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When it comes to school shootings, America really has a deeply tragic problem

Robb Elementary School shooting victims
Six of the 21 victims of the Robb Elementary School shooting in Uvalde, Texas (clockwise): Xavier Lopez, 10; Amerie Jo Garza, 10; Uziyah Garcia, 8; Irma Garcia, 46; Eva Mireles, 44; and Annabell Guadalupe Rodriguez, 10. |

Something is fundamentally wrong with our nation when, year after year, our children are gunned down in cold blood right within their own schools, often by fellow students. This madness must stop before the death toll gets higher.

Right now, the pain and sorrow and shock are unimaginable. Who can fathom what the families in Uvalde, Texas, are going through in the aftermath of another day of horror?

The Columbine massacre shocked the nation on April 20, 1999, with 23 killed and more than 20 wounded. (The killers were 18 and 17 years old.)

More recently (and skipping over tragic events such as the massacre on the Virginia Tech campus in Blacksburg, leaving 32 dead and 17 injured), on Dec. 14, 2012, the massacre at the Sandy Hook Elementary School left 27 dead and two injured. (The shooter was 20 years old.)

Next was the shooting at Marysville Pilchuck High School on Oct. 24, 2014, leaving four dead and one injured. (The shooter was 17 years old.)

Then the bloodbath at Umpqua Community College on Oct. 1, 2015, resulted in nine dead and 9 injured. (The shooter was 26 years old.)

And then the shooting at North Park Elementary School on April 10, 2017, left three dead and one injured. (The shooter was 53 years old.)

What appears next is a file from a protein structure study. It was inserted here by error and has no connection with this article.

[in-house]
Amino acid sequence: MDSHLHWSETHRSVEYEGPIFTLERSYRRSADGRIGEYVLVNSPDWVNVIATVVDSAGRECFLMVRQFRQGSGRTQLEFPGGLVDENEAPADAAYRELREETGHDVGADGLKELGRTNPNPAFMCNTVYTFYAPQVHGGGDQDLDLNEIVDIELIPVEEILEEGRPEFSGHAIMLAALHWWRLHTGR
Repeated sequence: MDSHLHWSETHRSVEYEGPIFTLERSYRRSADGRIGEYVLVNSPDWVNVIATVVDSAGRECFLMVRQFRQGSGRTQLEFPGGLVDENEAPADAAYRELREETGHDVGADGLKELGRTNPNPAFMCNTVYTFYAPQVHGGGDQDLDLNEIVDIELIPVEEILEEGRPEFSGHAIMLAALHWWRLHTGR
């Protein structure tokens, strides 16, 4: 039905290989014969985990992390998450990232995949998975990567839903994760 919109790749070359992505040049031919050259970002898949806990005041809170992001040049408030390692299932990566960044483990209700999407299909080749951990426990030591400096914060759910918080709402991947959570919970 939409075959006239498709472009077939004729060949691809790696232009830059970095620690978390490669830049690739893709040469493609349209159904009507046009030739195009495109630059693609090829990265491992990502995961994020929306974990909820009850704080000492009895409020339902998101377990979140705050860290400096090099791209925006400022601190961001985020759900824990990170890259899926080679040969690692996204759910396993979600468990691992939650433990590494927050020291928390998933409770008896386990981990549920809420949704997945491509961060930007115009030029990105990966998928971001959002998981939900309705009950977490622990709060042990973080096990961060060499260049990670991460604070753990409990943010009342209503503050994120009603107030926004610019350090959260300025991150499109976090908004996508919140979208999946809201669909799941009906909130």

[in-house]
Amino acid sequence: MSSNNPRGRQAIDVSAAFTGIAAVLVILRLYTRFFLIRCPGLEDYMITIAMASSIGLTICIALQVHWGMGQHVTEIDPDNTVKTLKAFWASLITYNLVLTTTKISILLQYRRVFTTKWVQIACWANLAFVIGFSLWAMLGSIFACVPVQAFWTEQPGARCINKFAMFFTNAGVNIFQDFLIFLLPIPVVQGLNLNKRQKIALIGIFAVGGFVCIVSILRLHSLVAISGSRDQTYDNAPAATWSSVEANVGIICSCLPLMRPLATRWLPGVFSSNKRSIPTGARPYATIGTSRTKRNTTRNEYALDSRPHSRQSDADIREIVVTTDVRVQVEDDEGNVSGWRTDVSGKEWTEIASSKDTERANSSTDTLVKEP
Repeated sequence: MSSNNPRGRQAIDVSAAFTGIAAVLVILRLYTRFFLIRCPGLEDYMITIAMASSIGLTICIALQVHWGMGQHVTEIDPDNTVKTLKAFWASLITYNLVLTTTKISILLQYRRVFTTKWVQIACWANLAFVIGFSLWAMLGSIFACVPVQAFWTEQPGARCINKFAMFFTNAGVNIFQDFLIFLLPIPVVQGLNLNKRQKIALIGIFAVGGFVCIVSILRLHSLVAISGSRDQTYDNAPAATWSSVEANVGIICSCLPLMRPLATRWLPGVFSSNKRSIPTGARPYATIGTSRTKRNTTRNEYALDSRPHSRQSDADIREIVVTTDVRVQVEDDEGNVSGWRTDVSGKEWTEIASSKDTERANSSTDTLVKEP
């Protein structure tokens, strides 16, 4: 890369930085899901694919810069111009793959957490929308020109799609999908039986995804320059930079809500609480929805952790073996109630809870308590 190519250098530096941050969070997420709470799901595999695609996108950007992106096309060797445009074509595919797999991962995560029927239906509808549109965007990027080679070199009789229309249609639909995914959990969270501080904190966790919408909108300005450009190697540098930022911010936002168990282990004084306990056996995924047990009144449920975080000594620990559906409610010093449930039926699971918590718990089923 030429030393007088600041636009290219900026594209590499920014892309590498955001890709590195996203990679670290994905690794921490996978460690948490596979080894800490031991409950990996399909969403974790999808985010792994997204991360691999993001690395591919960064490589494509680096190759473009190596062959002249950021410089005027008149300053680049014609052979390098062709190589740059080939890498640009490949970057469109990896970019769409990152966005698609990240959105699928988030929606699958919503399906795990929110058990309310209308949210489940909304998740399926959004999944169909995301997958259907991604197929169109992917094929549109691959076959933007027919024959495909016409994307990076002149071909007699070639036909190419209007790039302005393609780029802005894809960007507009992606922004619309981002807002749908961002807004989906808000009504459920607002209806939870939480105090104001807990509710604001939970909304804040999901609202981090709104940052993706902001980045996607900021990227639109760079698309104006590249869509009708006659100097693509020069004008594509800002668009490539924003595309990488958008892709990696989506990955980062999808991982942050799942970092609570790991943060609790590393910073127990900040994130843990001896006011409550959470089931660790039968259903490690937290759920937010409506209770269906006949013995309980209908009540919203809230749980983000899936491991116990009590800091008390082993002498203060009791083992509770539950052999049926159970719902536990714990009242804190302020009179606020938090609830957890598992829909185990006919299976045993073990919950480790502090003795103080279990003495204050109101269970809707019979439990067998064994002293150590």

Then it was Aztec High School on Dec. 7, 2017, with two killed. (The shooter was 21 years old.)

Then the slaughter at Marjory Stoneman Douglas High School in Parkland, Florida, on Feb. 14, 2018, left 17 dead and 17 injured. (The shooter was 19 years old.)

Next, it was Santa Fe High School on May 18, 2018, with 10 dead and 12 injured. (The shooter was 17 years old.)

Then the shooting at Saugus High School on Nov. 14, 2019, left two dead and three injured. (The shooter was 16 years old.)

And then the shooting at Oxford High School on Nov. 30, 2021, resulted in foud dead and seven injured. (The shooter was 15 years old.)

Now, on May 24, 2022, it is a massacre at another elementary school (it is hard even to write these words), with 21 dead (19 children, grades two through four, and 2 teachers) and more than 12 injured. (The shooter was 18 years old.)

And these are just the worst in a long list of terrible shootings.

Who can fathom this kind of evil? Who can fathom barging into a school filled with little children, murdering them in cold blood? What kind of sickness causes someone to commit such atrocities? And what drives teenagers in particular to commit these horrific crimes, especially against children as young as 5 and 6 years old?

Of course, in the aftermath of such tragedies, Democratic political leaders and left-leaning stars, athletes and media personalities will blame Republicans for their pro-gun policies.

Already, President Joe Biden, former President Barack Obama, Lebron James and a host of others have said enough is enough. Something must be done to make guns less accessible. The laws must change.